The heart-healthy DASH diet has been proven to reduce high blood pressure (hypertension). Hypertension is one of the primary risk factors for heart disease. The DASH diet is an excellent dietary pattern for overall good health. It’s light on red meat and sugar, and heavy on naturally fiber-rich whole foods.
Shop for these and other similar items and learn to incorporate them into your daily routine. Note that as you add more fiber-rich whole foods to your diet, your bowel habits may change somewhat. Make changes gradually, but steadily, to avoid any unpleasant surprises.
The following is adopted from guidelines published by the National Institutes of Health/Heart, Lung, and Blood Institute.
whole wheat bread
whole wheat pasta
whole oats (e.g. steel cut oats)
quinoa (rinse thoroughly before cooking)
grapefruit/grapefruit juice (Check with your doctor if you take prescription medication(s))
Fat-free (skim) or low-fat (1%) milk or buttermilk
fat-free, low-fat, or reduced-fat cheese
fat-free or low-fat regular or frozen yogurt
(Ed. note: Since the inception of the DASH diet new research has emerged which suggests that consuming solely fat-free dairy may be counter-productive. Consumption of full-fat dairy is associated with a reduced risk of obesity and diabetes, for example. Most recently, consumption of full-fat dairy—but not no-fat dairy—was associated with a significantly lower risk of the metabolic syndrome. The metabolic syndrome is a constellation of symptoms and conditions that includes high blood pressure, and/or type 2 diabetes, and/or obesity. Given this and similar evidence, it appears likely that recommendations to consume solely zero-fat dairy will eventually be amended.)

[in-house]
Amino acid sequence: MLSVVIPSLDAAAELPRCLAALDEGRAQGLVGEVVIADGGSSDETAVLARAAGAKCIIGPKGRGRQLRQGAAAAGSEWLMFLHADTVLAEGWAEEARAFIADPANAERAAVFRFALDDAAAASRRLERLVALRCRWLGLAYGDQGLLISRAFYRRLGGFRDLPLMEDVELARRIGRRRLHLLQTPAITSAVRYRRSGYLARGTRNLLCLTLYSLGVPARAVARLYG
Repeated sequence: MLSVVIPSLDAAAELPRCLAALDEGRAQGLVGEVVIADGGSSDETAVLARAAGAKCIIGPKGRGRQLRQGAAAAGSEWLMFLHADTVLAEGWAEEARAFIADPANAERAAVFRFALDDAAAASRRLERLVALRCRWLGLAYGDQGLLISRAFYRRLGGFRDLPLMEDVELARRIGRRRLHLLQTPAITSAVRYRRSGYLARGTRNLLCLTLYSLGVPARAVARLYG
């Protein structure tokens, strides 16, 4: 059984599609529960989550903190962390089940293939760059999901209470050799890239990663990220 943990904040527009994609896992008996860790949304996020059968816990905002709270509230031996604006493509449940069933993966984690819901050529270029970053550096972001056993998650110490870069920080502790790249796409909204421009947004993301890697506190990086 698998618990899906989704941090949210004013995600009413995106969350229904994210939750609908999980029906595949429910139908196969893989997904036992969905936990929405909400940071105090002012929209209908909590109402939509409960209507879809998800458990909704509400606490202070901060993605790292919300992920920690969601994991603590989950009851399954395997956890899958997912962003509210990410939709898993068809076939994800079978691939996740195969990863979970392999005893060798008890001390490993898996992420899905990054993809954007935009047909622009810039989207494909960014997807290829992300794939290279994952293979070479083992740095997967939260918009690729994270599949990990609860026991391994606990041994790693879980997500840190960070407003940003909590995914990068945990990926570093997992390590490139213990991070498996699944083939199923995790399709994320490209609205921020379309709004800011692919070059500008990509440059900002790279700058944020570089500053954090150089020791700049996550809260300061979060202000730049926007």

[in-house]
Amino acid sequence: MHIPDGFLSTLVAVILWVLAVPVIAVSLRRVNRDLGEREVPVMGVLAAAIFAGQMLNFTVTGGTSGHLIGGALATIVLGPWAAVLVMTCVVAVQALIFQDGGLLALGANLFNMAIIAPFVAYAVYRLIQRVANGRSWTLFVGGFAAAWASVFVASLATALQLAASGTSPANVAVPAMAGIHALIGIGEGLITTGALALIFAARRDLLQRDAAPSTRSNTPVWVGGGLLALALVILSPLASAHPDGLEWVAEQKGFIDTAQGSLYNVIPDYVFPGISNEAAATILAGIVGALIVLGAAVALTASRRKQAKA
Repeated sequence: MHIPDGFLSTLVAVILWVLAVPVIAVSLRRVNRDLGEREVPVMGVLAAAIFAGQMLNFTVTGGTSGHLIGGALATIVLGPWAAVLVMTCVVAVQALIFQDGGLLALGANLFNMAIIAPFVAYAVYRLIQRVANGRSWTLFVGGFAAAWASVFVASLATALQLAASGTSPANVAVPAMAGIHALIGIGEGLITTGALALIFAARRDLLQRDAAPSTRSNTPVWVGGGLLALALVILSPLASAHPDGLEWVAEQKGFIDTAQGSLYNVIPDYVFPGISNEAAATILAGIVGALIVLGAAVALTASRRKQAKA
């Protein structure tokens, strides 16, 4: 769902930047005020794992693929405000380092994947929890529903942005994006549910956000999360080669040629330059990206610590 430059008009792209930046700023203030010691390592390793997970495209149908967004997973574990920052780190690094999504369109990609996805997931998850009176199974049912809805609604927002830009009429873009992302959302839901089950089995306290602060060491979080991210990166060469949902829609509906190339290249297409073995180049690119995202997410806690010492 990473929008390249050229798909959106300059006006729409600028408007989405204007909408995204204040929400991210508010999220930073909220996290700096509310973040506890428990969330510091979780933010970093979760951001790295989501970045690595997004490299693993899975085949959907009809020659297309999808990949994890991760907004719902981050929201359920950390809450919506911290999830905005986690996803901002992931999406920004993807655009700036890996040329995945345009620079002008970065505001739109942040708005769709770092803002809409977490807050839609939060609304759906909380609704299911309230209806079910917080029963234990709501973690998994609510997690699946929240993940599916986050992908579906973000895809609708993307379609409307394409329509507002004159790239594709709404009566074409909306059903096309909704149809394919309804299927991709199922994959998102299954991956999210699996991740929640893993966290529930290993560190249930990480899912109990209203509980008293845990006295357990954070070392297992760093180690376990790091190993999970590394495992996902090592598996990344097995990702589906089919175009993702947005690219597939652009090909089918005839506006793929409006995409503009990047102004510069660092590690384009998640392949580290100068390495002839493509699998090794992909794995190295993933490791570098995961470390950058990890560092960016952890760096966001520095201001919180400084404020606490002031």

Lean Meats, Poultry and Fish
lean poultry (skin removed)
Nuts, Seeds and Legumes
Almonds, hazelnuts, mixed nuts, peanuts, walnuts, sunflower seeds, peanut butter, nut butters, kidney beans, chickpeas, lentils, split peas, sesame seed, etc.
Fats & Oils
extra virgin olive oil
Sugars (extremely limited quantities only)